Hidden Gems: Explore a Neighborhood Pocket Park

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You know the moment in Seattle, the one when the sun actually peeks out from behind a grey cloud, or the pattering of rain on the windows stops just long enough for everyone to quickly run outside and enjoy the fresh air. Well that is the time many Seattle-area moms and dads take their kiddos by the hands and take them outside for a quick run around at the park. Fortunately for those plucky parents, there are quite literally hundreds of parks to choose from. And while Seattle is home to many well-known parks, it is the neighborhood pocket park that is the jewel in the crown of Seattle’s regal parks system.

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Bhy Kracke Park
This oddly named park is nestled into the hillside on Northeast Queen Anne. If you start at the top of the park you and the kiddos will be treated to a majestic view of the Seattle skyline. Then wind your way down a sloping, ivy-bordered pathway to a play structure, a grassy lawn and a wooden pergola, the perfect place for a picnic. Oh, and if you are curious the park is named after Werner H. Kracke whose nickname was “Bhy”.

Bhy Kracke Park
1215 5th Ave. N.
Seattle, Wa 98109
Online: seattle.gov/parks/park_detail.asp?ID=304

Soundview Terrace (aka Rachel’s Park)
Skip across to the other side of Queen Anne Hill and you get another stunning view. This time of Puget Sound, and another sweet little pocket park where the kiddos can slide, run and climb and you can relax on a bench with a warm cup of joe. There are also two small tables and a narrow lawn that leads up to 11th Ave. W.

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Soundview Terrace
Address: 2500 11th Ave. W.
Seattle, Wa 98119
Online: seattle.gov/parks/park_detail.asp?ID=3987

Parsons Gardens
In the spring and summer this little gem of a park is often used for wedding ceremonies. In between the “I do’s” parents can pack a picnic and settle down on the lawn while the kiddos play hide and seek among the hydrangeas.

parsons park

Parsons Gardens
7th Ave. W. & W. Highland Dr.
Seattle, Wa 98119
Online: seattle.gov/parks/park_detail.asp?ID=324

Ballard Corners Park
Visit this neighborhood park and it’s almost like relaxing in your own living room. That’s because this little park boasts a couple of cement couches. Okay, so cement is a little hard to relax on, but hey, no need to yell at the kids to stop jumping on the furniture. Plus the Littles will have fun clambering all over the climbing feature. There are also historical markers that can give the kiddos some ideas about corner stores and just where Ballard Corners park got its name.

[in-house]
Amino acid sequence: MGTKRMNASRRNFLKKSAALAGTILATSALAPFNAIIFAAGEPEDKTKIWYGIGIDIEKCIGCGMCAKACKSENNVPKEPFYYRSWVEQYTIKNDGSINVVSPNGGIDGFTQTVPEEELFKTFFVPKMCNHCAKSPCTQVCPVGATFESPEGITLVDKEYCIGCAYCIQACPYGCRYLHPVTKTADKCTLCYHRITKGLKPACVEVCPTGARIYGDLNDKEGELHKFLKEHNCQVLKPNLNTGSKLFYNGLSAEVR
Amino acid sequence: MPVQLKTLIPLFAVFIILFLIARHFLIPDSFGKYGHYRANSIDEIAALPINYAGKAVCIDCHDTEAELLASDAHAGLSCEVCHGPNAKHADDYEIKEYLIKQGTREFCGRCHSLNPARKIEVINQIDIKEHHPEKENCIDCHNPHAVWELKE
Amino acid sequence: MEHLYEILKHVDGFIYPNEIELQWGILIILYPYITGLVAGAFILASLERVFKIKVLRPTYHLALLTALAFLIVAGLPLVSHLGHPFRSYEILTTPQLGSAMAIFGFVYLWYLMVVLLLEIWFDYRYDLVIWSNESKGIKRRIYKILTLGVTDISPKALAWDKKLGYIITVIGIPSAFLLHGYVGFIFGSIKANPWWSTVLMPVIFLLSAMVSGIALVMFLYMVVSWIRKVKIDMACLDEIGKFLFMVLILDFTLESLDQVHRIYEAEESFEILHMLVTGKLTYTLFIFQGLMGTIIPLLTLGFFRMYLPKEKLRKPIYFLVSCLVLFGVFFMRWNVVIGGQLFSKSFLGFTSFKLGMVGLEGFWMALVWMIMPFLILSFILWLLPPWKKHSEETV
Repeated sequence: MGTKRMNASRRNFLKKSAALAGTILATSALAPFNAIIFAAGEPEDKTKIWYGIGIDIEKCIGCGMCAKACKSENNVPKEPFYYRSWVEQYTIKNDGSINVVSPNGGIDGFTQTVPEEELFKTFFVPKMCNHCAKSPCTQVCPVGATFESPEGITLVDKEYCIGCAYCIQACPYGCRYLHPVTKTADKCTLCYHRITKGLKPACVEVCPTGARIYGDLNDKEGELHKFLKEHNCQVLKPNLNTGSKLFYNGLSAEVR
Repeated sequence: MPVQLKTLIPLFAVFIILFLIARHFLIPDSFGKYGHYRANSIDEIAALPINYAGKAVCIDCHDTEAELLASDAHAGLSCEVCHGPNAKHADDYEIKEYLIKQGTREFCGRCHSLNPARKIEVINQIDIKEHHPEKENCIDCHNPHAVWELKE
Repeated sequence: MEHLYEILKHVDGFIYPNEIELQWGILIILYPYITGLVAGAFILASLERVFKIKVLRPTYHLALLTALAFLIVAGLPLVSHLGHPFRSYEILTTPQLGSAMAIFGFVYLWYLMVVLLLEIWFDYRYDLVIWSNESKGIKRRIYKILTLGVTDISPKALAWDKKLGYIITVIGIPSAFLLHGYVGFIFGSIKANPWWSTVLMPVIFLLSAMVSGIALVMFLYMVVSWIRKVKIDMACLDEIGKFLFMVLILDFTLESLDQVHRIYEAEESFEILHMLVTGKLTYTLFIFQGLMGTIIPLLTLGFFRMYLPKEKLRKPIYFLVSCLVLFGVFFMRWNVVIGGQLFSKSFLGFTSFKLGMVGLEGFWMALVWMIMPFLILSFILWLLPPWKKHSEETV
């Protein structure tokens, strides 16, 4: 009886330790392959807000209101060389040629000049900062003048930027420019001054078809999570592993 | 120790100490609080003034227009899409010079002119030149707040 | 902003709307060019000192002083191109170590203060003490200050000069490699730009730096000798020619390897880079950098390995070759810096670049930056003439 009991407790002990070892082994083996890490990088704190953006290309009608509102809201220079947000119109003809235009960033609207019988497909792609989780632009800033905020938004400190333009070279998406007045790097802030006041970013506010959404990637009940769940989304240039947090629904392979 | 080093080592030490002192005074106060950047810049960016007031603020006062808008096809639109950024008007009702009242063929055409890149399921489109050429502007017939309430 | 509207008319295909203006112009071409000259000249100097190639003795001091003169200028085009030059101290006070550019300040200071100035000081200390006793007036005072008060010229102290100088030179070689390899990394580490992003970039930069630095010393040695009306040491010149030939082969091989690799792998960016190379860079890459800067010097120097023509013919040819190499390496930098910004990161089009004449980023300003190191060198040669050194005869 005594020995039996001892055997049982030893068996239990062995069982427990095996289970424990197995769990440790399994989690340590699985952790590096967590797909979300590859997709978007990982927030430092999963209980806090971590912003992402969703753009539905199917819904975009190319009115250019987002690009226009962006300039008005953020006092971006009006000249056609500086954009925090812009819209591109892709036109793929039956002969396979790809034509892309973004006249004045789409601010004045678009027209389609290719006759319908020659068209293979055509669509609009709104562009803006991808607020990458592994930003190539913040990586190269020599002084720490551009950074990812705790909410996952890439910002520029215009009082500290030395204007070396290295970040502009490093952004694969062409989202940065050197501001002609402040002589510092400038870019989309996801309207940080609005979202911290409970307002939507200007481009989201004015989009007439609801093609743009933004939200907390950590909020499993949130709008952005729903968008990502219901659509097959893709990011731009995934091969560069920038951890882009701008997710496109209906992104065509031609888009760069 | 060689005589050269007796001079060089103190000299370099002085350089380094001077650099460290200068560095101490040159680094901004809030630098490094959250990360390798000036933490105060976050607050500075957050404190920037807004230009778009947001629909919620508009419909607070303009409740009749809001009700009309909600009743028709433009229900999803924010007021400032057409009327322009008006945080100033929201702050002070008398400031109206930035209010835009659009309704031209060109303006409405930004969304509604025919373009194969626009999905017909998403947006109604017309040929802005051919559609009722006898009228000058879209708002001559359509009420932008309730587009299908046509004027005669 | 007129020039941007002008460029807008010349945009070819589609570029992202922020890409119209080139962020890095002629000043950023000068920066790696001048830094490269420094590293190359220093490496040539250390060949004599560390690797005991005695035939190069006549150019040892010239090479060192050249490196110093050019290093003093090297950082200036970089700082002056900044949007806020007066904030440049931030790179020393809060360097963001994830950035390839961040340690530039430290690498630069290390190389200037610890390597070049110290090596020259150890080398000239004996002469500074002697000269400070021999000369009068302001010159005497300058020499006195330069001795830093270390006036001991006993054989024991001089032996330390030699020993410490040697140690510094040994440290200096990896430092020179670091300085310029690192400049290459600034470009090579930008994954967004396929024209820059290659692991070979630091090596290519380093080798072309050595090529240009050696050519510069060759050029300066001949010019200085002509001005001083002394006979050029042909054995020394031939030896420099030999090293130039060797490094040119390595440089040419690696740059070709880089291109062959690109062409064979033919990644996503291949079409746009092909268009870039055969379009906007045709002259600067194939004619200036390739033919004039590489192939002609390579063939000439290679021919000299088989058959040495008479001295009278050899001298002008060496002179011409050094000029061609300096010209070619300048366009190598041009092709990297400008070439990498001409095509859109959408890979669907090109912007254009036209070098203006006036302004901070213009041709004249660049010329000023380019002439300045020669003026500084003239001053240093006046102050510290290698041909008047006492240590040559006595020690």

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Ballard Corners Park
17th Ave. N.W. & N.W. 62nd St.
Seattle, Wa 98107
Online: seattle.gov/parks/park_detail.asp?ID=4428

Ella Bailey Park
This park sits behind an abandoned elementary school in Magnolia, and at one point was part of the school’s playgrounds. Now the park has a spectacular panoramic view of downtown Seattle. Kiddos can run on the large grassy space or play on the swings and climbers. Psst! This park is a great place for viewing fireworks on the Fourth of July, along with dozens of your closest friends.

Ella Bailey Park

Ella Bailey Park
2601 W. Smith St.
Seattle, Wa 98199
Online: seattle.gov/parks/park_detail.asp?ID=318

Wallingford Steps
It’s not so much a park as a place to sit, take in yet another gorgeous Seattle view and let the kiddos blow off a little steam. The Wallingford Steps make their way down from the end of Wallingford Ave. N. to the Burke-Gilman Trail and then Gas Works Park. What’s fun about these steps is the brightly colored mosaic at the bottom of the steps. Kiddos can run around and around (and around!) this circular mosaic, looking at the metal mosaic images that were drawn for the art piece by nearby elementary school kids.

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Wallingford Steps
Wallingford Ave. N. St. End at N. 34th St.
Seattle, Wa 98103
Online: seattle.gov/parks/park_detail.asp?ID=1000004

To be sure this is not nearly a comprehensive list of the many pocket parks around Seattle. For a full listing of the more than 400 parks and open spaces in Seattle, visit the Seattle Parks and Rec website.

What’s your favorite neighborhood pocket park? Share it with us in a comment below. 

Natalia Dotto

Photo credit: Natalia Dotto Photography & Seattle Parks and Recreation